mushrooms-to-forage-in-winter
Image by Ksenia Shestakora

Usually found on birch trees, this useful, medicinal mushroom is parasitic and will slowly kill the host tree over many years. Studies show that chaga mushrooms contain antioxidants and are anti-inflammatory, and they can reduce cholesterol, lower blood pressure, ease arthritis pain, combat cancer, and slow the aging process.

Lion’s Mane Mushrooms

mushrooms-to-forage-in-winter
Image by Angel Villalba

This tasty winter mushroom is supposedly easy to identify thanks to its textured hair-like “mane” appearance combined with its stark white coloration. Often found in cold (but not extremely cold) environments, this mushroom can be foraged in winter. You can eat this unique mushroom raw, cooked, dried, or steeped as tea. It’s being studied as a treatment for Alzheimer’s, dementia, and other neurodegenerative diseases.

NOTE: Lion’s mane mushrooms are illegal to forage in some places. Please always check local regulations before foraging.

1. Velvet Shanks

Image by Igor Kamar

As with many of the other winter mushrooms, the velvet shank is often found growing on dead or dying trees, especially on beech and oak trees as early as September but mainly from November to April. They will not survive a freeze, but they can tolerate some frost. 

Velvet shanks get their name from their velvety brown caps and sometimes glossy stems. Called “enoki-take” when grown commercially, these mushrooms are recognizable in the wild by their greasy-looking, orange, flat caps, although they may look different in stores due to how they are grown. When cooking velvet shanks, remove the stem. 

Other Mushrooms to Forage in Winter

  • Enoki mushrooms have long, slender stems and small, white caps and often grow on dead wood.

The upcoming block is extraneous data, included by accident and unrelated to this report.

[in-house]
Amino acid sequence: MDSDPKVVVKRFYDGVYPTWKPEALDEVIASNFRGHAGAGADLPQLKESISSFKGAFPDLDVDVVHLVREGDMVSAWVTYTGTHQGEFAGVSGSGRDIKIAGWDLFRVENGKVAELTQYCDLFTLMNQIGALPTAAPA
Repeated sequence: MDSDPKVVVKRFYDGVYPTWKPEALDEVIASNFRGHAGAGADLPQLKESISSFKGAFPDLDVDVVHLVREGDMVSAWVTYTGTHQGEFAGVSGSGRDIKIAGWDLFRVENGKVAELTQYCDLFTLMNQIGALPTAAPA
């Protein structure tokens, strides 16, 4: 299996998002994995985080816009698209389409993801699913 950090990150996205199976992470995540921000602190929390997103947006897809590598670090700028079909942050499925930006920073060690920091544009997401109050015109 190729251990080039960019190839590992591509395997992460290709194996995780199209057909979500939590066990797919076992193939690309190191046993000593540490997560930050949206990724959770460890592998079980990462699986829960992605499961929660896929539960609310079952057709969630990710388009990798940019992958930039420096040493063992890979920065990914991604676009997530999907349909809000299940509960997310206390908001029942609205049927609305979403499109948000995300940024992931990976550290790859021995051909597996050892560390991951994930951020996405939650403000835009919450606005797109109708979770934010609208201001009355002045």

• Blewit mushrooms are purple to lilac in color and have a nearly convex cap. They are often found in leaf litter or grassy areas in late fall and winter.
  • Black trumpets, or the trumpet of death, are edible, despite their name. They are dark brown to black with a funnel-like shape.

Remember that accurate identification is crucial when foraging for wild mushrooms, especially in the winter when fewer species are available. Some edible mushrooms have toxic look-alikes, so it’s essential to consult reliable field guides, experts, or local mycological societies for guidance and to ensure your safety.

Article updated on Sept. 22, 2023

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  1. Anthony Rosmini

    If you are going to write about mushrooms, at least make sure the photos are actually of the mushrooms that you are talking about. You have a photo of golden chanterelles instead of yellowfoot/winter chanterelles

  2. Hey. Good article, but the pictures of the yellow foot mushroom is incorrect and is a Cantharellus species vs Craterellus species

  3. Kim Bartlett

    Lions Mane fungi is protected under schedule 8 of the countryside act 1981. It is an extremely rare fungus and should never be picked. Please make sure you checked wether these are protected before you tell people to pick them.

  4. Kim Bartlett

    In fact I have just checked and it is in fact illegal to pick or even remove a small piece of lions mane. ( If you are ever lucky enough to see one).They have the highest protection offered to plants under section 8 of the wildlife and countryside act 1981

  5. George raymer

    Thank you for sharing we love to eat lions mane here in Michigan and it is plentiful,a lot of people sell it here